Joe Nease will open a gallery space in the 101-year-old building at 23 W. First St. in October.
A fire-damaged former formal-wear store in a historic downtown building is being remodeled and will open this fall as one of the largest art gallery spaces in Duluth.
Joseph Nease purchased the former Arthur’s Formal Wear building at 23 W. First St. in December and has launched a major renovation of the two-story, nearly 10,000-square-foot property. A contemporary visual art gallery will open on street level in October.
Have you ever wanted to travel back in time? Not to brag or anything, but I have figured out a way to time travel. I can usually manage to go back a few decades, maybe a couple hundred years at most. I can’t stay for long, and I’ve yet to taste or actually touch a cup of tea from 1915, despite a fervent desire. I’m more like a traveler passing through, a tourist in a world different than mine, peering in from the side, presuming to understand what is going on around me.
This world can only be reached through research and imagination, and with the determination of a detective piecing together scraps of evidence. It also depends on helpful archivists, online databases and the support of public grant money and fellow dedicated history nerds. The path is sometimes long and slow, a little bit dusty, but sometimes it pulls us along with the thrill of the hunt and a spectacular find, like a full-on glimpse of faces, journals, conversations and the insides of shops. Tracking down history mysteries is an addicting little hobby.
The recent purchase of a 102-year-old building at 1917 W. Superior St. by the Duluth Folk School led to an off-hand request for more information about the building’s history. I found myself drawn into this request, spending free time browsing 1915 online editions of the Duluth Herald from the comfort of my computer desk, no dusty pages required courtesy of public access grants and diligent scanners. The new owners and I knew some facts, and now we wanted to see what that place had looked like when it was built. I had a hunch some pretty good time travel was possible.
OMC Smokehouse is the winner of Perfect Duluth Day’s best new restaurant poll. The popular barbecue joint smoked the competition, garnering 82 percent of the vote.
OMC (which stands for oink, moo, cluck) opened in February. For more than two years, area residents eagerly anticipated the restaurant’s arrival.
It’s the second restaurant opened by Tom and Jaima Hanson, proprietors of the Duluth Grill — a perennial favorite, which has appeared in Diners, Drive-Ins and Dives and won PDD’s Perfect Vegetarian Menu and Perfect Breakfast Menu awards.
The primary similarity between the Duluth Grill and OMC is the care taken to ensure quality. Both restaurants source local and sustainable ingredients when possible. Beyond that, OMC is a distinctly different animal.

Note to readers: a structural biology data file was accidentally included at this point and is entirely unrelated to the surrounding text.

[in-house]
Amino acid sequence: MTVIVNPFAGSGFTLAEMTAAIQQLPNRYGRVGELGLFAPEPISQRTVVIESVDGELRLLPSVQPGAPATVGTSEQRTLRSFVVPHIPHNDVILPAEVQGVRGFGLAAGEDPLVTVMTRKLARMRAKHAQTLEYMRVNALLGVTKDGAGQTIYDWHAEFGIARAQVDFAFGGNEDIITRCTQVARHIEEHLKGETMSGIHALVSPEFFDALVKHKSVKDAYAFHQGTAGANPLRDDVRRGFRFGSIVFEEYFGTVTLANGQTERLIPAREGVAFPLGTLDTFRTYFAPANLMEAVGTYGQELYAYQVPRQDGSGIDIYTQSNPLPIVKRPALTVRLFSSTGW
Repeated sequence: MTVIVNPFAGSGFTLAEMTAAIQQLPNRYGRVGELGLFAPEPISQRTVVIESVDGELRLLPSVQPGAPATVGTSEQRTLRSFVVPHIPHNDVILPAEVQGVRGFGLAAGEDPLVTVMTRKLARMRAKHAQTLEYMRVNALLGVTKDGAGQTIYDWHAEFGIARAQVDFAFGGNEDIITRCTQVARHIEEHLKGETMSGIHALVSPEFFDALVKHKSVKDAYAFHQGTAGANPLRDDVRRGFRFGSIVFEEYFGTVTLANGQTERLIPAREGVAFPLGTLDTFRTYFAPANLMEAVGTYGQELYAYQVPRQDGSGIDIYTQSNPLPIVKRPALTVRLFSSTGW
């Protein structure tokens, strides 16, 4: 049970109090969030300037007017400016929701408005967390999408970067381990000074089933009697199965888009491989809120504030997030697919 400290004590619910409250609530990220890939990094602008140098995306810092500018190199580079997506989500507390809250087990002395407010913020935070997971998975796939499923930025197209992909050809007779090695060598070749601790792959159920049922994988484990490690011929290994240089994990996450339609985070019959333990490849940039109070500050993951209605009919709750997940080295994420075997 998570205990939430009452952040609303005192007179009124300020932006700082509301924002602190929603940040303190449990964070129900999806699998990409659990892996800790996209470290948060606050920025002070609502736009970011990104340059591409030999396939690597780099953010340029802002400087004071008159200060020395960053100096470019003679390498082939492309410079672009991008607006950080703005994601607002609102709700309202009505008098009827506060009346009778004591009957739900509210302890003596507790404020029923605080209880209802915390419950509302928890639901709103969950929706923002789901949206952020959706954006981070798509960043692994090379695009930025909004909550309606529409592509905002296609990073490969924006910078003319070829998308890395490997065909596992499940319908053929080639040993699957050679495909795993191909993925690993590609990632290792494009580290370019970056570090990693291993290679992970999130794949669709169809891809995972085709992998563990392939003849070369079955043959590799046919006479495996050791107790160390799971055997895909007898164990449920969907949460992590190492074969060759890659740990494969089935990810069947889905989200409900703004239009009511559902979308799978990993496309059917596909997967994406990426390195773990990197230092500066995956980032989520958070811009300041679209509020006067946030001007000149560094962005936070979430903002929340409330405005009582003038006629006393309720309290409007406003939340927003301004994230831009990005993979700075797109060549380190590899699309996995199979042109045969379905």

Louise Payjack-Guillou came to Duluth via London, where she studied jewelry making. She currently works in a studio in the Duluth Maker Space, and sells her work through an elegant e-commerce website.
L. P. G.: I’m a jeweler working primarily in sterling silver and gold. My current work picks up on intricate and ornate details from found and collected objects. Often choosing antiques which have been beautifully worked with fine engraving, embossing etc. and distilling elements of these into modern clean forms to be worn as everyday luxury. Recently I’ve been having fun playing with larger precious and semi-precious stones such as natural emeralds, sapphires, turquoise and labradorite. The inclusion of more stone setting in my work has really opened new creative outlets for me, plus it’s a lot of fun sourcing colourful stones; they’re like candy to me!
I’ve been watching the new hotel go up at the marina on about 10th Street and Minnesota Ave. and have noticed that a few weeks ago all construction suddenly stopped! Rumor has it that the city building inspector has put a stop to the construction. Anybody know what has really happened?
Duluth’s Original Coney Island restaurant. Image via Trip Advisor.
After several years of pleasing late-night palates with her pop-up restaurant, chef Nyanyika Banda is opening Martha’s Daughter, a brick and mortar eatery. She hopes to have the Original Coney Island space at 107 E. Superior St. transformed to fit her vision by summer’s end.
Duluth band Rooftop Fable will be hosting a release party for their album “Nuanced” on Saturday, July 22 at Blacklist Brewing. The event will also feature Emily Jayne & The Blue Plate Fella’s, Honest Maude, The True Malarkey and cabaret performances by The Duluth Dolls.
The video above is from the album and features aerial acrobat and contortionist, Cheryl Birch, and was filmed at Ignite Studio in downtown Duluth by Brian Barber.
Jurek has exhibited work throughout Wisconsin and Minnesota, including at the Outdoor Painters of Minnesota in St. Paul and at the Red Wing plein air event. She has also shown statewide in Texas, Vermont, Colorado and New Mexico, and abroad in Italy.
Duluth’s City Girl Coffee was featured yesterday in the online version of nationally circulated business magazine Forbes. In the Q-and-A article, City Girl founder Alyza Bohbot shares how her coffee business aims to source from women-owned and managed farms while working to raise consumer awareness of gender inequality in the world’s coffee-producing communities. She also details how she approaches the challenges of small business ownership and explains why social missions should be more than just a marketing tool.